Now, when I say Blattodeans, I mean one of the more recent additions to the order Blattodea, termites! 😃 Formerly in the order Isoptera, termites were recently found to actually be in the same order as roaches, the Blattodea, they're merely eusocial, advanced cockroaches. The species I have belongs to the genus Reticulitermes, and I suspect is R.hesperus based on the range, (caught them here in Idaho), however, it's possible they may be another species, perhaps even an undescribed one, the genus likely needs work done... (a common theme for the Blattodea). 

Now, my friend Brandon Maines has been on a termite collecting spree the past year, and has several Reticulitermes species/strains from around the US, all of which he's bred successfully, and so when I found a dozen Reticulitermes under a wooden board out in the field by my neighborhood this summer, I collected them to send to him. But, termites are kinda heat sensitive, so shipping them in the summer would have killed them. The plan was to send them in the fall, and I did send Brandon a package this fall... But forgot to add the Reticulitermes, as I rarely do maintenance on them and kinda forgot I had them... 😂 So I'll have to wait until spring to send them to him.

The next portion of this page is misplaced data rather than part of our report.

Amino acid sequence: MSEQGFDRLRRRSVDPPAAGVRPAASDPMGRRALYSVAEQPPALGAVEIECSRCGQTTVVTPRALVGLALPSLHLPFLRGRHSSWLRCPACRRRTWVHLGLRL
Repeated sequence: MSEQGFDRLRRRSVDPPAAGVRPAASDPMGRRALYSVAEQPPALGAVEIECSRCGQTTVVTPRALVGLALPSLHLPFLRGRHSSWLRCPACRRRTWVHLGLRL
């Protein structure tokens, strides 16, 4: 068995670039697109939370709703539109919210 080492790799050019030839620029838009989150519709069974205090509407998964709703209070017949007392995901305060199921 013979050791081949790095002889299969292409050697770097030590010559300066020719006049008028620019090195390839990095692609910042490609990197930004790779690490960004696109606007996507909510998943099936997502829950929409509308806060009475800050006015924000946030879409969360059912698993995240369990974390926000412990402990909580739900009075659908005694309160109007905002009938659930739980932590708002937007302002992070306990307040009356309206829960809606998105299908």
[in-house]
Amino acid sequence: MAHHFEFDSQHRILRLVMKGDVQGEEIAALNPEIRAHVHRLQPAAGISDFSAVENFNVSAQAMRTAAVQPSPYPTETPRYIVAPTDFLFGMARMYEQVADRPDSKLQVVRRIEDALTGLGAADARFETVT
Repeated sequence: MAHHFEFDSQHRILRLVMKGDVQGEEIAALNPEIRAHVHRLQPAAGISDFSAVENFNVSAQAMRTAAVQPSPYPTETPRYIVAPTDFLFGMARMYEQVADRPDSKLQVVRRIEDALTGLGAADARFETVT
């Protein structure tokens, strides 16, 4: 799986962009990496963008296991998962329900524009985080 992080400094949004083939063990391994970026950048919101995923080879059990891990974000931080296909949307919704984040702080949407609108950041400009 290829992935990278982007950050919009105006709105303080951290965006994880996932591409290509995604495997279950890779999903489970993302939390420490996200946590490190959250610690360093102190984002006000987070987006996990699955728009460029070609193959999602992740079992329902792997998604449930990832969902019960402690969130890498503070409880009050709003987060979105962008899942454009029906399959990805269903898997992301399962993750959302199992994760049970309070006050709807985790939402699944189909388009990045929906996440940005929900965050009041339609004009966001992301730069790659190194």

Now the way termites normally work is there are queen and king alates, winged reproductive individuals that fly away from the colonies they were born within in mass "nuptial flights" to found new colonies together. After pairing up, they shed their wings, burrow down into the ground or in wood (depending on the species), then they mate, the female gets to laying eggs, and baby termites hatch out, which continue to molt and become workers or soldiers, depending on what the colony needs at the time. Workers build the tunnels and chambers and harvest food for the colony, whilst soldiers have enlarged heads and jaws or other armaments, and defend the colony from intruders.